So I’ve had a bee in my bonnet about the movie The Battle of Algiers for a long time. It is a superb movie that needs seeing by everyone who is concerned about our wars in the Middle East that we’ve been fighting for seven years now. As entertainment, it is a great movie–it makes most action-adventure thrillers seem lame. Movie makes a lot of critics’ 10 best movies ever made lists, too. Since the wars started, the movie showed for a two weeks at the Dobie Movie Theater in 2006 when Criterion re-released it on its 40th anniversary. Dobie Theater is immediately adjacent to the UT campus and has been an art house economic failure for years now. Doubt the total attendance ran to 200 for its entire run. The Austin Film Society ran it a year later, and filled a 120 seat theater completely. A campus antiwar group did a showing of it once, as did the anarchist bookstore–both DVD showings, both small audiences. To the best of my knowledge, no professor or class has shown it on the UT campus in any class of theirs, either.

Lightbulb went off in my head a while back that hell I ought to get it shown again out at UT. I know the history of those events better than probably anyone else in this big college town, and hell I’ll lead a Q&A afterwards. Went off to the campus antiwar group and made my pitch, and got some interest, but I don’t think that even if I did most all the necessary work in lining everything up they’d do anything much to promote it there on campus, and seeing as there aint a dozen attendees at their meetings, well, you gotta wonder if they’d do, or could do, anything to get a turnout. Lightbulb went off in my head again, and I went back to the major at AROTC, and talked to him about ROTC showing it, and having me do a Q&A, and maybe a followup lecture on the war to the ROTC cadets in all ROTC departments. Pointed out to him that the movie had shown heavily at the Pentagon, and that should get him the green light to take the necessary initiative to show the movie there. The major let it out carefully that showing the movie might be OK, but a guest lecturer might pose problems. He’s working on it, it might happen, I hope it does.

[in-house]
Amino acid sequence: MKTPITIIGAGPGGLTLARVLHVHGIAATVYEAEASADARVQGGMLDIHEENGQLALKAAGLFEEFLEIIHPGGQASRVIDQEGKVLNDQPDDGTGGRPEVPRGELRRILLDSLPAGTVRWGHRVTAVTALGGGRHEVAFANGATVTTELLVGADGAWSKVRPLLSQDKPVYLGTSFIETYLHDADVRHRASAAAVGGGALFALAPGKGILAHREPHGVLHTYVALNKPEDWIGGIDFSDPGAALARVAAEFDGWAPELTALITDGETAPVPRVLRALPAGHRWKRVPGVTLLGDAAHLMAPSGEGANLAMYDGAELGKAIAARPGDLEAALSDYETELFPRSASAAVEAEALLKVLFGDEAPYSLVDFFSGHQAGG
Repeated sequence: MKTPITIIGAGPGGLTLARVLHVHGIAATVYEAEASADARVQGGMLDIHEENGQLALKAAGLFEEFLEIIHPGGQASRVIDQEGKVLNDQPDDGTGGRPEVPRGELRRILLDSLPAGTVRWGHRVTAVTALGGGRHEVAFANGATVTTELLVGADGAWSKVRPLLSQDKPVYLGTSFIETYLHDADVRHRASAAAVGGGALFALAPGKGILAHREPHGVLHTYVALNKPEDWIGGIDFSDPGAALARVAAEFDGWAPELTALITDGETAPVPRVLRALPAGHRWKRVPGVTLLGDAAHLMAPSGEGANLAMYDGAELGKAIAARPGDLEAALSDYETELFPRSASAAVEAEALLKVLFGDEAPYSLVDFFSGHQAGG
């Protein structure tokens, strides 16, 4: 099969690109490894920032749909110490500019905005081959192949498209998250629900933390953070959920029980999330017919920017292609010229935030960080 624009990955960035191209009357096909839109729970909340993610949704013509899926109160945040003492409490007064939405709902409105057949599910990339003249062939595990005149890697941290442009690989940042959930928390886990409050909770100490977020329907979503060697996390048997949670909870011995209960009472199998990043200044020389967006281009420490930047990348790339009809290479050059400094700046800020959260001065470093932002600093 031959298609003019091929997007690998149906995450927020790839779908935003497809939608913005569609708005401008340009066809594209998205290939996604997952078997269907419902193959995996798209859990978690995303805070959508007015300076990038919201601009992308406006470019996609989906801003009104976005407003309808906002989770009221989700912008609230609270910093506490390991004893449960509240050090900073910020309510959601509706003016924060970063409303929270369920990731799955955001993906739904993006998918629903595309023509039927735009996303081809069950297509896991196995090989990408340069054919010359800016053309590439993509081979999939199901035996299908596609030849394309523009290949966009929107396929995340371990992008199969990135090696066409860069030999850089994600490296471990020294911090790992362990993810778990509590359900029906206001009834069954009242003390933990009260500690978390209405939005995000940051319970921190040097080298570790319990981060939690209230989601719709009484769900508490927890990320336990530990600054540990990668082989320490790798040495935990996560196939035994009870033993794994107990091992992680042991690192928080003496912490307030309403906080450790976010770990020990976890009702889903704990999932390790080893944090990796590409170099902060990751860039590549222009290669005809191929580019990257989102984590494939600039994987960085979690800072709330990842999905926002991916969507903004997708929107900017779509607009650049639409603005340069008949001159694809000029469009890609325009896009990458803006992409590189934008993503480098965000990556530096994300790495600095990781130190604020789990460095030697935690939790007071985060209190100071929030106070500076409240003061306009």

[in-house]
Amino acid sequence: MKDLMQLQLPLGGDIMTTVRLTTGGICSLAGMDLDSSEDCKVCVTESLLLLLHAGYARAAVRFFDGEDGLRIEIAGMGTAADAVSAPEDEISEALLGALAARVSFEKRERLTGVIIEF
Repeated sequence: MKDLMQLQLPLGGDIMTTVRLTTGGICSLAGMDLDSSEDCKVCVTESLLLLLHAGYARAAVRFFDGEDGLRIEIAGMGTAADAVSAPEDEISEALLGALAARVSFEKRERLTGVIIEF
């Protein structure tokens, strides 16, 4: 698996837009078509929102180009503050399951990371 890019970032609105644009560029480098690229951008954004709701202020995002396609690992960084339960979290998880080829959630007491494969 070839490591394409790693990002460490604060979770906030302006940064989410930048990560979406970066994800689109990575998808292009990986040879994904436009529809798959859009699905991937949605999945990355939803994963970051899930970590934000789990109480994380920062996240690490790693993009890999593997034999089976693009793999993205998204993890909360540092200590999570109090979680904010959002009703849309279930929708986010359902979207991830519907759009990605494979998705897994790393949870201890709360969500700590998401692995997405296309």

But what woke me up in the middle of the night was the question about why nobody at UT has shown the movie in the last seven years. The major doesn’t know movies, he’d never heard of it, but that can’t be the case for the professoriat, particularly those who lived in the ’60’s and early ’70’s when the movie was a regular show on college campuses. There is, there are, two wars going on, and this movie, the single best most painless most entertaining way of explaining an important big chunk of what is going on in those two wars, isn’t being shown by anyone in local academia. What gives? Why is this? Goddammit this says something important about the University and the professoriat, what is it?

Answers to this aren’t clear to me, and I don’t see but part of them. First thing is that for all the complaints of student apathy politically, particularly about the wars, well professor apathy has to at least match it. Apathy and a sense of powerlessness probably afflicts the academy as much as it does the citizenry at large. That’s part of it.